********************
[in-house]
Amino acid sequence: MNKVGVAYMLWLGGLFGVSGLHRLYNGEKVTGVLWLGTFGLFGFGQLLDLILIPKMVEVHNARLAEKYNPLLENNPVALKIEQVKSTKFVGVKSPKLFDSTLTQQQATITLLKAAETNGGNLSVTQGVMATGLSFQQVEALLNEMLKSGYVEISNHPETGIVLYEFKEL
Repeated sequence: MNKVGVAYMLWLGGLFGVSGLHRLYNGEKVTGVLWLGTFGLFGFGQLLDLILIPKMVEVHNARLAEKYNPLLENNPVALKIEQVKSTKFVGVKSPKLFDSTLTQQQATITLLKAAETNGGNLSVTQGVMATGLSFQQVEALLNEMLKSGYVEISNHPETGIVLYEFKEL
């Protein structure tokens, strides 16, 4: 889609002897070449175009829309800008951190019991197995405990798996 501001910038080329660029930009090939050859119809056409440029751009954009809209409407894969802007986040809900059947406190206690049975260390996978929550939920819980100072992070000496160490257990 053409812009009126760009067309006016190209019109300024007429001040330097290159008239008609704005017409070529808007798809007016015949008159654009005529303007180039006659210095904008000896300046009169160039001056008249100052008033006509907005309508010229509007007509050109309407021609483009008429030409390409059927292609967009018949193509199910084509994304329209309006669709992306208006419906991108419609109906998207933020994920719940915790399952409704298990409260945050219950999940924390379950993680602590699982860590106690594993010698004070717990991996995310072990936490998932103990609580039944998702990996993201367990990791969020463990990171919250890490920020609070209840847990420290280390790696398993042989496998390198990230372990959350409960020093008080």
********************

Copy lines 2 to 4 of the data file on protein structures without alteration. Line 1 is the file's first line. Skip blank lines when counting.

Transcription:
Amino acid sequence: MNKVGVAYMLWLGGLFGVSGLHRLYNGEKVTGVLWLGTFGLFGFGQLLDLILIPKMVEVHNARLAEKYNPLLENNPVALKIEQVKSTKFVGVKSPKLFDSTLTQQQATITLLKAAETNGGNLSVTQGVMATGLSFQQVEALLNEMLKSGYVEISNHPETGIVLYEFKEL
Repeated sequence: MNKVGVAYMLWLGGLFGVSGLHRLYNGEKVTGVLWLGTFGLFGFGQLLDLILIPKMVEVHNARLAEKYNPLLENNPVALKIEQVKSTKFVGVKSPKLFDSTLTQQQATITLLKAAETNGGNLSVTQGVMATGLSFQQVEALLNEMLKSGYVEISNHPETGIVLYEFKEL
């Protein structure tokens, strides 16, 4: 889609002897070449175009829309800008951190019991197995405990798996 501001910038080329660029930009090939050859119809056409440029751009954009809209409407894969802007986040809900059947406190206690049975260390996978929550939920819980100072992070000496160490257990 053409812009009126760009067309006016190209019109300024007429001040330097290159008239008609704005017409070529808007798809007016015949008159654009005529303007180039006659210095904008000896300046009169160039001056008249100052008033006509907005309508010229509007007509050109309407021609483009008429030409390409059927292609967009018949193509199910084509994304329209309006669709992306208006419906991108419609109906998207933020994920719940915790399952409704298990409260945050219950999940924390379950993680602590699982860590106690594993010698004070717990991996995310072990936490998932103990609580039944998702990996993201367990990791969020463990990171919250890490920020609070209840847990420290280390790696398993042989496998390198990230372990959350409960020093008080």